Location: 9860 Universal Blvd., Orlando, FL 32819 (at the southern end of International Drive)
Year built: Opened in 1983
Size: The second largest CC in the U.S. (behind McCormick Place), the OCCC is 7,000,000 sq.ft. of which 2,100,000 sq.ft. is exhibit space. There’s 479,190 sq.ft. of breakout space in 74 meeting rooms and 235 breakout rooms, two ballrooms with a combined 155,656 sq.ft., a 200-seat lecture hall, a 2,643 seat theater, three full-service restaurants, eight food courts and three business centers. Solar panels on the roof of the South Concourse provide 1 MW of power.
Parking: OCCC has 6,227 parking garage spaces
Wi-Fi: Complimentary high-speed internet is available in public spaces, restaurants, common areas and lobbies. The exhibition space is a separate network and must be arranged through the facility. Exhibitor Internet is broadcast only as a 5GHz network.
Hotels: There are more than 110 hotels within a three-mile radius of the OCCC
Airport Info: The OCCC is 13 miles from Orlando International Airport.
Fun Fact #1: The Boston Pops Orchestra played at the grand opening on February 26, 1983, and 14,000 people attended
Fun Fact #2: The OCCC consists of two huge buildings connected by a covered walkway. The north/south building alone took 130,000 cubic yards of concrete to complete. If that concrete had instead been used to build a sidewalk, it would be 140 miles, the distance from the OCCC to Key West.
Fun Fact #3: The larger of the OCCC’s two ballrooms has more square footage than the White House.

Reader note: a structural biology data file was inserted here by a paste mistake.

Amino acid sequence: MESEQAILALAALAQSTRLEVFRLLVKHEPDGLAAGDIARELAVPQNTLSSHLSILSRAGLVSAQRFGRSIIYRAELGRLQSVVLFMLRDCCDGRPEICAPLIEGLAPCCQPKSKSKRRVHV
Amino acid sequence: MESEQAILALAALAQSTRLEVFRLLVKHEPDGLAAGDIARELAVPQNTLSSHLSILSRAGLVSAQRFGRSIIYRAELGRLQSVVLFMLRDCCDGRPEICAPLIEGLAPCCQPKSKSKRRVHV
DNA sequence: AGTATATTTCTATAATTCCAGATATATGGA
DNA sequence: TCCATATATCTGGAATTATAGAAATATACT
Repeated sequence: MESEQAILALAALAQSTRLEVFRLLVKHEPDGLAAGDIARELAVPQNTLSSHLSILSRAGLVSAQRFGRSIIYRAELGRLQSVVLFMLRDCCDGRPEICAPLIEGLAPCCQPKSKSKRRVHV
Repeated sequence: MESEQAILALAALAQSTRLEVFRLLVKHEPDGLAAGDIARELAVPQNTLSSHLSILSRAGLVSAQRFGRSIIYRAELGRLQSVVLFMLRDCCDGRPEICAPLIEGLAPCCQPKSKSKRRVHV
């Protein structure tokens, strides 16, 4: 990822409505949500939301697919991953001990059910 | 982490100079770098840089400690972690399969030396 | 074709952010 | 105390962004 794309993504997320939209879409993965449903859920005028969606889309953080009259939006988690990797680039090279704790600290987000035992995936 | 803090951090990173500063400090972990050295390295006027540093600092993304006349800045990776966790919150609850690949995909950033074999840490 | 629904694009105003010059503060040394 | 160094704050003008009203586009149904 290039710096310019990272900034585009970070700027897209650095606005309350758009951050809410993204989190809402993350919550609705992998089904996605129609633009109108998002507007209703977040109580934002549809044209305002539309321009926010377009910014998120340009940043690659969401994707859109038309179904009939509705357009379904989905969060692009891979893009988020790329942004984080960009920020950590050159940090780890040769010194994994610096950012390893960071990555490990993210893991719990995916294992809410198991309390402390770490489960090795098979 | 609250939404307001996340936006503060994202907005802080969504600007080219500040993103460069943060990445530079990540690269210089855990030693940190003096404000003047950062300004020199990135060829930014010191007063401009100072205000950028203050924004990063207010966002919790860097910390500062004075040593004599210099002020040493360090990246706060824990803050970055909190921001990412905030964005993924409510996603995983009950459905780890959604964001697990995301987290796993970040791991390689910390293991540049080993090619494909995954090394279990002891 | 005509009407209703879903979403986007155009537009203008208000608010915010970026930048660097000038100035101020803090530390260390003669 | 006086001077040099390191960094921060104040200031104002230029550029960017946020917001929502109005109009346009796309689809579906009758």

Convention Center Spotlight: The Orange County Convention Center
by F. Andrew Taylor
The Orange County Convention Center is on International Drive, far away from the center of the city of Orlando. The road was originally laid out in the late ’60s by Finley Hamilton to go to his Hilton Inn South; his plan was to draw in people on their way to Disneyworld which was set to open in 1971, but the road was so far out in the middle of nowhere that the hotel was nicknamed “Finley’s Folly.” The construction of the road turned out to be prescient and new businesses and tourist attractions flocked to set up on the 11 mile stretch of road.
By 1978 it was so well established that a 2 percent tourist tax was enacted to raise funds to build the Orange County Convention and Civic Center at the south end of International Drive and by 1983 it had opened. There have been five major expansions over the years and the first four comprise the West Building. Phase V is the North/South building. A covered walkway connects the two sections. In 1992 the facility dropped “Civic” from its name.
Because of Florida’s average 237 sunny days a year, it’s a great candidate for solar power collection. In 2016 four solar trees were installed around the convention center. The trees are functional sculptures, designed to draw attention to solar power in addition to drawing power from the sun. They are 22-ft. tall and incorporate a bench and power outlets, allowing visitors to enjoy the fresh air and shade while charging their phones. They draw a relatively small amount of power compared with the facility’s needs, and produce enough power to charge 1.8 million phones per year.
The real powerhouse, solar-wise, is a rooftop solar array with 6,000 panels on the North/South Building. The size of four football fields, it produces 1.5 gigawatt hours of renewable energy annually.
The OCCC has hosted several significant conventions and events, including the AAU Jr. National Volleyball Championships, the annual Megacon, a comics and pop culture convention, the NAHB International Builders Show and more. Its events attract about 1.5 million people annually, bringing $3 billion into the Central Florida economy.
For a Q&A interview with Exec. Dir. Mark Tester, visit ECN’s website.
These stories originally appeared in the July/August issue of Exhibit City News, p. 10 (CC Snapshot) & p. 42 (CC Spotlight). For original layout, visit https://issuu.com/exhibitcitynews/docs/ecn_july-august_2020